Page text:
|Matthew Henry's Concise Commentary|
13:53-58 Christ repeats his offer to those who have repulsed them. They upbraid him, Is not this the carpenter's son? Yes, it is true he was reputed to be so; and no disgrace to be the son of an honest tradesman; they should have respected him the more because he was one of themselves, but therefore they despised him. He did not many mighty works there, because of their unbelief. Unbelief is the great hinderance to Christ's favours. Let us keep faithful to him as the Saviour who has made our peace with God.
Verse 56. - And his sisters. Mentioned only here and in the parallel passage in Mark (cf. also "Western" authorities in Mark 3:32, where see Westcott and Heft, 'Append.'). Their names are quite unknown. Are they not all. There were several, at any rate not less than three, Matthew alone has all. With us? Mark expressly adds "here;" i.e. in Nazareth. Whence then hath this Man all these things? (ver. 54, note).
Gill's Exposition of the Entire Bible
And his sisters,.... Whose names, according to Epiphanius (b), were Mary and Salome; whom he supposes were the daughters of Joseph, by a former wife; but rather of Alphaeus or Cleophas,
Are they not all with us? Lived in the same town with them, were well known by them, and familiar with them,
Whence then hath this man all these things? His wisdom and his mighty works; for since he had not them from any of their schools, and nurseries of learning, from their learned doctors and wise men; and could not have received them from his parents, and near relations, they could not devise from whence he should have them,
(b) Contr. Haeres. Tom. 2. 1. 3. Haeres. 78. &. lib. Ancorat.
Jamieson-Fausset-Brown Bible Commentary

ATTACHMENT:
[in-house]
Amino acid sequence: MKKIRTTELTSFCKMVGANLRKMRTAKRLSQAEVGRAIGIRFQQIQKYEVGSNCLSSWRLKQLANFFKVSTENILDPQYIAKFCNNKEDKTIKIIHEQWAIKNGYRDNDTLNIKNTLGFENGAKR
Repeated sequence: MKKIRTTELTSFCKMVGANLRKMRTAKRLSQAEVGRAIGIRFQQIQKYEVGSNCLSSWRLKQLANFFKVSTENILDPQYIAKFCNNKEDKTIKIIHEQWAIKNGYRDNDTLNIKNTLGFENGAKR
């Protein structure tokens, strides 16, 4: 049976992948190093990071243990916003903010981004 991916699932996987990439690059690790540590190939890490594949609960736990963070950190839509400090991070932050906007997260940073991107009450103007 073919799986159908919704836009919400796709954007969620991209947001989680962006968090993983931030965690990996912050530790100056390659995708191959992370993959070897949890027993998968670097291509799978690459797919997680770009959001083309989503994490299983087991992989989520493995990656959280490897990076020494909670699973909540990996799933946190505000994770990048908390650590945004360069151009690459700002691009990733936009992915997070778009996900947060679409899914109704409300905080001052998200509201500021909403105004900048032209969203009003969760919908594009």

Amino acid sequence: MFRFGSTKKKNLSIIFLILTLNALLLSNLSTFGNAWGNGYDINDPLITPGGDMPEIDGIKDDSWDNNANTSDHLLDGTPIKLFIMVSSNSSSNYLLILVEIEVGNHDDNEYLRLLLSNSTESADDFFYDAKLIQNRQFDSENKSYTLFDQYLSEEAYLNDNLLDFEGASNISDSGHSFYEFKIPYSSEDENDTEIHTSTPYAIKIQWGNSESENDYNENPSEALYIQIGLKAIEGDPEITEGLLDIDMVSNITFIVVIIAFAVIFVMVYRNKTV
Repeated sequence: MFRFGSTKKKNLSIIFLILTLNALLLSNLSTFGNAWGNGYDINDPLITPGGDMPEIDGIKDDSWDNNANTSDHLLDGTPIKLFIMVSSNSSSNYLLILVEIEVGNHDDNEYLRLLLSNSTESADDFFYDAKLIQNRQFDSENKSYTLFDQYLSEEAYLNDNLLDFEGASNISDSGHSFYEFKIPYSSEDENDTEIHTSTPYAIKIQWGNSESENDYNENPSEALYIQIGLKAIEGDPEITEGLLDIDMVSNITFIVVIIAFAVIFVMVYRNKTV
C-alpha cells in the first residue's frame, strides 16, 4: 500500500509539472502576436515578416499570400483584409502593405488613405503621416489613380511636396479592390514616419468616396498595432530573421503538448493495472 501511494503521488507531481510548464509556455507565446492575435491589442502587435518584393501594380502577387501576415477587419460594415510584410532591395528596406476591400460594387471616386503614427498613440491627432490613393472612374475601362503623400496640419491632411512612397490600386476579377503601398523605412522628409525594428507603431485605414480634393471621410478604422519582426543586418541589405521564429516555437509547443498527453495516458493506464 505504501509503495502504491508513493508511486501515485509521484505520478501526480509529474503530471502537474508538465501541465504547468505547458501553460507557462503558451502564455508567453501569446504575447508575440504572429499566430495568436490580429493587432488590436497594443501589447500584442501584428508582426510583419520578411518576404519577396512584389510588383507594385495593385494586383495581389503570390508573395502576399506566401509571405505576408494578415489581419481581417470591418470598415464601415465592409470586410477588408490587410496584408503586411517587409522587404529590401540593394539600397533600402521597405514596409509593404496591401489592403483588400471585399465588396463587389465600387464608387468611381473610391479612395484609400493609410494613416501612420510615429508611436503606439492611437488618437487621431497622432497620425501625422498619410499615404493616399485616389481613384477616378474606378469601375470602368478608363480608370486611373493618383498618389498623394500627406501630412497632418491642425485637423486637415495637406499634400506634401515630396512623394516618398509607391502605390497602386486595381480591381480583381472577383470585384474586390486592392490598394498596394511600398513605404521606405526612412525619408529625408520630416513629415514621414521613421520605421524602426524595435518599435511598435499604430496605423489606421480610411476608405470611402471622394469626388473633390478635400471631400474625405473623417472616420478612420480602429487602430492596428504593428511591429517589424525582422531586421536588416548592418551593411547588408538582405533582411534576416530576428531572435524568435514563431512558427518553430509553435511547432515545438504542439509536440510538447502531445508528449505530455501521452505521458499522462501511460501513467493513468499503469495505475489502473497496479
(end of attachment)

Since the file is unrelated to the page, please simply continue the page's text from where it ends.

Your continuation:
56. And his sisters, are they not all with us? Whence then hath this man all these things? An exceedingly difficult question here arises—What were these "brethren" and "sisters" to Jesus? Were they, First, His full brothers and sisters? or, Secondly, Were they His step-brothers and step-sisters, children of Joseph by a former marriage? or, Thirdly, Were they cousins, according to a common way of speaking among the Jews respecting persons of collateral descent? On this subject an immense deal has been written, nor are opinions yet by any means agreed. For the second opinion there is no ground but a vague tradition, arising probably from the wish for some such explanation. The first opinion undoubtedly suits the text best in all the places where the parties are certainly referred to (Mt 12:46; and its parallels, Mr 3:31; Lu 8:19; our present passage, and its parallels, Mr 6:3; Joh 2:12; 7:3, 5, 10; Ac 1:14). But, in addition to other objections, many of the best interpreters, thinking it in the last degree improbable that our Lord, when hanging on the cross, would have committed His mother to John if He had had full brothers of His own then alive, prefer the third opinion; although, on the other hand, it is not to be doubted that our Lord might have good reasons for entrusting the guardianship of His doubly widowed mother to the beloved disciple in preference even to full brothers of His own. Thus dubiously we prefer to leave this vexed question, encompassed as it is with difficulties. As to the names here mentioned, the first of them, "James," is afterwards called "the Lord's brother" (see on Ga 1:19), but is perhaps not to be confounded with "James the son of Alphæus," one of the Twelve, though many think their identity beyond dispute. This question also is one of considerable difficulty, and not without importance; since the James who occupies so prominent a place in the Church of Jerusalem, in the latter part of the Acts, was apparently the apostle, but is by many regarded as "the Lord's brother," while others think their identity best suits all the statements. The second of those here named, "Joses" (or Joseph), must not be confounded with "Joseph called Barsabas, who was surnamed Justus" (Ac 1:23); and the third here named, "Simon," is not to be confounded with Simon the Kananite or Zealot (see on Mt 10:4). These three are nowhere else mentioned in the New Testament. The fourth and last-named, "Judas," can hardly be identical with the apostle of that name—though the brothers of both were of the name of "James"—nor (unless the two be identical, was this Judas) with the author of the catholic Epistle so called.
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